But a heart touched by grace despises the fleeting pleasures of this world. They love not the world nor the things of the world (I John 2:15). They are transfixed with beauties unbeknownst to this natural realm. They are those who declare plainly that they are strangers and pilgrims in search of a better country (Hebrews 11:13-16). Someone said that God gives the inferior temporal ‘blessings’ to others, but to His beloved children, He reserves the superior blessings, the eternal sort of blessings. God’s bona fide child knows the difference and he or she speaks accordingly in worship.

Jesus accuses the Jews of His day: ‘These people worship me with their mouths, but their hearts are so far away from me’ (Matthew 15:8). This charge may be true for many who fancy themselves worshipers of God. May our hearts be brought near, may we come to the true heart of worship, where it is all about Jesus. This can only happen if and when we are genuinely and efficaciously touched by divine grace and born again. With a new heart and new appetites we may then worship God in conformity with the New Testament shift , in Spirit and in Truth.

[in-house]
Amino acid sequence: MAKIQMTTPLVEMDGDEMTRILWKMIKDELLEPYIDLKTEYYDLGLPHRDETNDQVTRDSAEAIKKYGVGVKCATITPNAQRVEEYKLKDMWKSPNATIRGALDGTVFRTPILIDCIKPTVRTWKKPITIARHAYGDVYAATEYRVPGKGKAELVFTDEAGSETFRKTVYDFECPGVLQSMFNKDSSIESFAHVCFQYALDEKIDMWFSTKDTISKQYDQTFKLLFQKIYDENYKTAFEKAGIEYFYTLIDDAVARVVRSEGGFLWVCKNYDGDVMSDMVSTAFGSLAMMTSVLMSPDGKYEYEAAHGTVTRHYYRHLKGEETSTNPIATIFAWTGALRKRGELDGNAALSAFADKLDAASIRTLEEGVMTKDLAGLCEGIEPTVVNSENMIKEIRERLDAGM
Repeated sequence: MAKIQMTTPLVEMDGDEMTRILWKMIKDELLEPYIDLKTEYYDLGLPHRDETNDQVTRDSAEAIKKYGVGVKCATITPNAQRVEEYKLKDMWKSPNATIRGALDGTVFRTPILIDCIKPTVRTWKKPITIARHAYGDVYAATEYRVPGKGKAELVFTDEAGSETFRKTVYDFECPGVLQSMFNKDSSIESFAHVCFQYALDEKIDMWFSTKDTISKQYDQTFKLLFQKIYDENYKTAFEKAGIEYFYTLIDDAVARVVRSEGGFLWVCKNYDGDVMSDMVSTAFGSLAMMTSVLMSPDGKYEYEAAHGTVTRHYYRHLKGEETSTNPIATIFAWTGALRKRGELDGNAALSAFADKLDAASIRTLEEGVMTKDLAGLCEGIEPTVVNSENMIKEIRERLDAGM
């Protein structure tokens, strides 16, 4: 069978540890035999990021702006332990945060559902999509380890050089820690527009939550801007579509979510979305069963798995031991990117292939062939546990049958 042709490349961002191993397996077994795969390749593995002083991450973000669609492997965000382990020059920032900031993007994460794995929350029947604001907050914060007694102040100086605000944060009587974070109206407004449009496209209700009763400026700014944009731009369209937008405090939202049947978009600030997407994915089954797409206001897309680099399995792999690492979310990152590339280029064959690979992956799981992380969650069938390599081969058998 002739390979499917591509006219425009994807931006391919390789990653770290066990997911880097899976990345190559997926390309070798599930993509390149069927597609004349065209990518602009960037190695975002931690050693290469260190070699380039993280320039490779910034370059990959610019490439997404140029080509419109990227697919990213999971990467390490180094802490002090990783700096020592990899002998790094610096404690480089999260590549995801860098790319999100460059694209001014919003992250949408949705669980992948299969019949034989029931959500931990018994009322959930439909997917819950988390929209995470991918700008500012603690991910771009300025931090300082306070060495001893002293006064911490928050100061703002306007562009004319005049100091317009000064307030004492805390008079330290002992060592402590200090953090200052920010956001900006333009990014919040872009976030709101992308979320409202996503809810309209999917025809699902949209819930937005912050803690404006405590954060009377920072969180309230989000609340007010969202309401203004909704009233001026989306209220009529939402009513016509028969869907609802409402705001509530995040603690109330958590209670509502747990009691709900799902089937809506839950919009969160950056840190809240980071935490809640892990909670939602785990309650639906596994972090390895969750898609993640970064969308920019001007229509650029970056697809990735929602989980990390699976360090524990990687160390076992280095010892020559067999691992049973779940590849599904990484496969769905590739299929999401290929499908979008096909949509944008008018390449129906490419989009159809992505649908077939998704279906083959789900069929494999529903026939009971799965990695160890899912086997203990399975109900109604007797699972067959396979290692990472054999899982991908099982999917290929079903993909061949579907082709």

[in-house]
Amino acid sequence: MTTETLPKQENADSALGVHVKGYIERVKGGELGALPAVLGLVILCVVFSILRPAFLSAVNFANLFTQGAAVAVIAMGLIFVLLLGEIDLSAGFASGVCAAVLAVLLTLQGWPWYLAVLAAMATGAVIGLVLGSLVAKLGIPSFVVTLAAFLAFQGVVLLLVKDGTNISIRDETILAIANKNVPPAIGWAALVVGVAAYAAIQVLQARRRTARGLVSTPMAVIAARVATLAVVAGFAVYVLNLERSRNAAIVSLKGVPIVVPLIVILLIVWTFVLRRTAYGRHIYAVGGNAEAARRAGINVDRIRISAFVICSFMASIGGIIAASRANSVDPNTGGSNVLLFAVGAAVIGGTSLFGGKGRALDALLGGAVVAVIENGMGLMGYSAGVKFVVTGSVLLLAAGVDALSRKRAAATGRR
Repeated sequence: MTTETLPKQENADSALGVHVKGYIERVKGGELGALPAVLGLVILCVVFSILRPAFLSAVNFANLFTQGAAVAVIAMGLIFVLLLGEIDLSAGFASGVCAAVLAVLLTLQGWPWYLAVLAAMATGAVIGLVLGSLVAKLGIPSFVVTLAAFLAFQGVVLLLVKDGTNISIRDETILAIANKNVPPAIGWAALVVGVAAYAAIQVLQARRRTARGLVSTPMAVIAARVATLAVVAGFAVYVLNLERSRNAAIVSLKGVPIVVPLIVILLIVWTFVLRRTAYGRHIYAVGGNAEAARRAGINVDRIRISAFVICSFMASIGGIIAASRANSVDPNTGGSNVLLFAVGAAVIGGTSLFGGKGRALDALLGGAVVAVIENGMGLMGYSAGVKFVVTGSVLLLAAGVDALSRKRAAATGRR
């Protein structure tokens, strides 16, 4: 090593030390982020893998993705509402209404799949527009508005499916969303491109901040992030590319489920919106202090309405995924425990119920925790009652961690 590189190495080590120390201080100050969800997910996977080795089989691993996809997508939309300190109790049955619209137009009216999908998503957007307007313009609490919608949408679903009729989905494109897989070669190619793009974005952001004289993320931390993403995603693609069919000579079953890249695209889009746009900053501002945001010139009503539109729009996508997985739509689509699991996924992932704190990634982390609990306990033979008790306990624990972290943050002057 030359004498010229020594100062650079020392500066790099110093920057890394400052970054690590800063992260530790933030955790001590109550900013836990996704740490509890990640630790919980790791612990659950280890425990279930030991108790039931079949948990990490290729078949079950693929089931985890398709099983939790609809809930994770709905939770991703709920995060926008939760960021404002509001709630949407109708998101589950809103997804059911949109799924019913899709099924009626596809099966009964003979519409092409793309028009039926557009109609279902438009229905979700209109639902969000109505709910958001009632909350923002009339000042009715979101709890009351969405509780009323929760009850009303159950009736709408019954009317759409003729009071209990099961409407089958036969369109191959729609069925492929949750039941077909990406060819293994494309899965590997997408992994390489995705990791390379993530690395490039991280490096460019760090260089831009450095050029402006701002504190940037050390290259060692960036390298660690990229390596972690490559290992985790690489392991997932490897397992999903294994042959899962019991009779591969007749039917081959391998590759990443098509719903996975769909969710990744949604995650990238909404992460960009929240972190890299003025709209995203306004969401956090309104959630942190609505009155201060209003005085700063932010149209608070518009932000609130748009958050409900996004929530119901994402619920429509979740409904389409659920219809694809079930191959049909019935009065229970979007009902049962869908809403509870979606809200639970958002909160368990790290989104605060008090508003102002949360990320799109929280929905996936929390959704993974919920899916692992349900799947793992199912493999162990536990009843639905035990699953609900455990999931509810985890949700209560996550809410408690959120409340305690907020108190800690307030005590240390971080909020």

Elly Achok serves alongside other elders at Gospel Missions Agency Church, Kenya. He is also Principal of Wisdom Training Centre Schools of Theology and Ministry in Kenya. Elly has a passion for the Reformed Faith and the recovery of the authentic gospel in Kenya and Africa.

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    Content is at the heart of worship. It is a sad thing to hear people in worship mindlessly repeat things. Most worship services will differ little from the chanting and frenzied episodes of oriental mysticism or African ‘spirit-ism’. Peter Masters of the Metropolitan Tabernacle writes, ‘If I am asked to define worship in one word, […]

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    Content is at the heart of worship. It is a sad thing to hear people in worship mindlessly repeat things. Most worship services will differ little from the chanting and frenzied episodes of oriental mysticism or African ‘spirit-ism’. Peter Masters of the Metropolitan Tabernacle writes, ‘If I am asked to define worship in one word, […]